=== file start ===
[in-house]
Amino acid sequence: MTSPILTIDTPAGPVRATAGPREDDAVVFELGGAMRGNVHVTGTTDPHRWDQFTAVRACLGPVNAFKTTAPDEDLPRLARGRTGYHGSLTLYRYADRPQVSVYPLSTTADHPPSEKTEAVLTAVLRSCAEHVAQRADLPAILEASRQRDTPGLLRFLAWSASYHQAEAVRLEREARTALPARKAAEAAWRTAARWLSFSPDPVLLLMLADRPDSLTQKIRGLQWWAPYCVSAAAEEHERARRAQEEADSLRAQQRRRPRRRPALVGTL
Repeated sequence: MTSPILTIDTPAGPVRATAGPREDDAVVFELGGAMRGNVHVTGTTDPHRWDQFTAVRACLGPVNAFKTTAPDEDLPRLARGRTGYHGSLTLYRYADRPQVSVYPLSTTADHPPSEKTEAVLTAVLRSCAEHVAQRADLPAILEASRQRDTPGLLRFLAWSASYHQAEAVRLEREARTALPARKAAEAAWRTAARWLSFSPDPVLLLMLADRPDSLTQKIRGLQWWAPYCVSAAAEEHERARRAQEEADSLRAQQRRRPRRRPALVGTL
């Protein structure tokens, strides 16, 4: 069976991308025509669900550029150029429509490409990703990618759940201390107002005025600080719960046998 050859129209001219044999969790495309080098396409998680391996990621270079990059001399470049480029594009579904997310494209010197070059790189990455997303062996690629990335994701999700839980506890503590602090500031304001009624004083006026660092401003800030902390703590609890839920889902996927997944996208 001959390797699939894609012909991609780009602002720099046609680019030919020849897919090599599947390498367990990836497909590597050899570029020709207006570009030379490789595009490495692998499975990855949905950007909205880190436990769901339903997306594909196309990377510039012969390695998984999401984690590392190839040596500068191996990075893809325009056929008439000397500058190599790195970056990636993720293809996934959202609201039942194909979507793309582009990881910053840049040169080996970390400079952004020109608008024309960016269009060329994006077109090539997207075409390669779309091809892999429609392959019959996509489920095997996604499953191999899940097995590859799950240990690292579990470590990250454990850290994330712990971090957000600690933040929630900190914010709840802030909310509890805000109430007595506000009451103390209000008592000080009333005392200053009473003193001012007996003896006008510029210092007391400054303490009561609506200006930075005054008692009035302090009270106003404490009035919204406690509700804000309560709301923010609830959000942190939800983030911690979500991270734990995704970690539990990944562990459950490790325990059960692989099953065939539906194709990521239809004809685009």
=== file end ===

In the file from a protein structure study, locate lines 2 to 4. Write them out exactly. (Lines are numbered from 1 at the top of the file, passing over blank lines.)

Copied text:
Amino acid sequence: MTSPILTIDTPAGPVRATAGPREDDAVVFELGGAMRGNVHVTGTTDPHRWDQFTAVRACLGPVNAFKTTAPDEDLPRLARGRTGYHGSLTLYRYADRPQVSVYPLSTTADHPPSEKTEAVLTAVLRSCAEHVAQRADLPAILEASRQRDTPGLLRFLAWSASYHQAEAVRLEREARTALPARKAAEAAWRTAARWLSFSPDPVLLLMLADRPDSLTQKIRGLQWWAPYCVSAAAEEHERARRAQEEADSLRAQQRRRPRRRPALVGTL
Repeated sequence: MTSPILTIDTPAGPVRATAGPREDDAVVFELGGAMRGNVHVTGTTDPHRWDQFTAVRACLGPVNAFKTTAPDEDLPRLARGRTGYHGSLTLYRYADRPQVSVYPLSTTADHPPSEKTEAVLTAVLRSCAEHVAQRADLPAILEASRQRDTPGLLRFLAWSASYHQAEAVRLEREARTALPARKAAEAAWRTAARWLSFSPDPVLLLMLADRPDSLTQKIRGLQWWAPYCVSAAAEEHERARRAQEEADSLRAQQRRRPRRRPALVGTL
């Protein structure tokens, strides 16, 4: 069976991308025509669900550029150029429509490409990703990618759940201390107002005025600080719960046998 050859129209001219044999969790495309080098396409998680391996990621270079990059001399470049480029594009579904997310494209010197070059790189990455997303062996690629990335994701999700839980506890503590602090500031304001009624004083006026660092401003800030902390703590609890839920889902996927997944996208 001959390797699939894609012909991609780009602002720099046609680019030919020849897919090599599947390498367990990836497909590597050899570029020709207006570009030379490789595009490495692998499975990855949905950007909205880190436990769901339903997306594909196309990377510039012969390695998984999401984690590392190839040596500068191996990075893809325009056929008439000397500058190599790195970056990636993720293809996934959202609201039942194909979507793309582009990881910053840049040169080996970390400079952004020109608008024309960016269009060329994006077109090539997207075409390669779309091809892999429609392959019959996509489920095997996604499953191999899940097995590859799950240990690292579990470590990250454990850290994330712990971090957000600690933040929630900190914010709840802030909310509890805000109430007595506000009451103390209000008592000080009333005392200053009473003193001012007996003896006008510029210092007391400054303490009561609506200006930075005054008692009035302090009270106003404490009035919204406690509700804000309560709301923010609830959000942190939800983030911690979500991270734990995704970690539990990944562990459950490790325990059960692989099953065939539906194709990521239809004809685009």